"Stigma is a challenge," Geren added. "It's a challenge in society in general. It's certainly a challenge in the culture of the Army, where we have a premium on strength -- physically, mentally, emotionally."
The Army has made strides over the past two years in creating a climate that is more amenable to mental health services, according to a report showing the change in soldiers' attitudes toward treatment in 2006 and 2007. The survey showed soldiers in Iraq had become more open to seeking mental health care, though the stigma clearly still is intact.
The results revealed the following:
Army Brig. Gen. Gary H. Cheek, director of the Warrior Care and Transition Program that presented the findings to Gates, said the military embraces tenacity and toughness.
"But it can work against you," Cheek said. "I don't know that we'll get to where a guy that was shot and a guy who has PTSD will ever be viewed in the same stature.
"Over time, I think you're going to see a lot of positive change, a lot of emphasis by leaders, a lot more soldiers seeking care and a lot more successful treatments," he continued. "But I don't know how far we'll get in terms of [changing] overall culture.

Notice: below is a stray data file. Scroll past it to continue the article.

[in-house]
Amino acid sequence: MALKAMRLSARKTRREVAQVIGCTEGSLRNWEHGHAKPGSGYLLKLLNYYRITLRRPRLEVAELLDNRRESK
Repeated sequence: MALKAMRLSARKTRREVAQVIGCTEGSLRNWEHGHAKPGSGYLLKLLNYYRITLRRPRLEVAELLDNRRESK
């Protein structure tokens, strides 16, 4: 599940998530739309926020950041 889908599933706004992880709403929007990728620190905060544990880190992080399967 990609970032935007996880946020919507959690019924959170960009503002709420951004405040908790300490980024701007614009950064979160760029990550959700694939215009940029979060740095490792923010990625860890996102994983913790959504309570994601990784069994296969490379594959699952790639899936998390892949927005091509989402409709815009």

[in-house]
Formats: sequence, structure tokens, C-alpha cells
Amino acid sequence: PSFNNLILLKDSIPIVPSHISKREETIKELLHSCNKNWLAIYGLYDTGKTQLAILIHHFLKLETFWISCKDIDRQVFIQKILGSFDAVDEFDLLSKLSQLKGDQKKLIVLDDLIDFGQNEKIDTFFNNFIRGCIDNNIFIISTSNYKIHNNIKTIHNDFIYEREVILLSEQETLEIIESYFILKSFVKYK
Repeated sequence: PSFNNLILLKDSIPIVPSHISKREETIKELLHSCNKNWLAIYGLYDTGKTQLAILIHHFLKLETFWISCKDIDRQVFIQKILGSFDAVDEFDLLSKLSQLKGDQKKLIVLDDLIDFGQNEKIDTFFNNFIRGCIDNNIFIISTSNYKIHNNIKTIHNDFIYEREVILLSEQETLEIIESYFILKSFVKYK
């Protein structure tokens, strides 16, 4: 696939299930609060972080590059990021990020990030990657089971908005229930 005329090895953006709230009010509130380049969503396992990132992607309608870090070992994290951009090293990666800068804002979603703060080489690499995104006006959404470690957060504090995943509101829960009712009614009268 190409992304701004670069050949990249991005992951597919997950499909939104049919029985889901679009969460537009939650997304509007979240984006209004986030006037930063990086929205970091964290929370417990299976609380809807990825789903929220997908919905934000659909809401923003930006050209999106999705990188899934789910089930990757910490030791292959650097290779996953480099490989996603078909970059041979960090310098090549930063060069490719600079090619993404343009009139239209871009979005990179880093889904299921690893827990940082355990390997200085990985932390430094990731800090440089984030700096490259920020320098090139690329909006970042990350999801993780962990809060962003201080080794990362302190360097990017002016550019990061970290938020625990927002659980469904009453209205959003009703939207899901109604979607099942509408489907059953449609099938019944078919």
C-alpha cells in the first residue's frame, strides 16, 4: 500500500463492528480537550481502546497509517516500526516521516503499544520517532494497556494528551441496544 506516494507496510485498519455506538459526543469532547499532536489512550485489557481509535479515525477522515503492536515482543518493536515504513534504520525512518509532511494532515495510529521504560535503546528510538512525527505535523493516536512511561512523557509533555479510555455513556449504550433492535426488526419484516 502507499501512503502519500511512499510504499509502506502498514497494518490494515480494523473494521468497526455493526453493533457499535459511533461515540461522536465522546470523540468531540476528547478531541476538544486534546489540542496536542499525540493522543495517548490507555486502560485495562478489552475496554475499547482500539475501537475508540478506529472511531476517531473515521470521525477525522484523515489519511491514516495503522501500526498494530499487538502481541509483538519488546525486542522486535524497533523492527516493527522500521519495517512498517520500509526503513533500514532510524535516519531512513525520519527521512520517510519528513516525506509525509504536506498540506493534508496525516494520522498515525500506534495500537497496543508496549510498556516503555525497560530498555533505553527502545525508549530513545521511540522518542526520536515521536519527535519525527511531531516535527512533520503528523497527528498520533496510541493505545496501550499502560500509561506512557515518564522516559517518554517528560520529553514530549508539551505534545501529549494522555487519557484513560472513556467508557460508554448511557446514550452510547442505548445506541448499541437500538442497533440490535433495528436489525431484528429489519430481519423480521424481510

Leaders are trying to reduce the stigma and are encouraging soldiers to take the step and seek help, because it's likely to be more effective that way, he said.
Navy Adm. Mike Mullen, chairman of the Joint Chiefs of Staff, suggested that the perception of mental health could be softened if the services institute mandatory emotional screening to complement physical evaluations.
"I believe we can alleviate (this problem) by making everyone undergo screenings so no one has to raise his or her hand," he said last month at the annual Association of the U.S. Army conference here.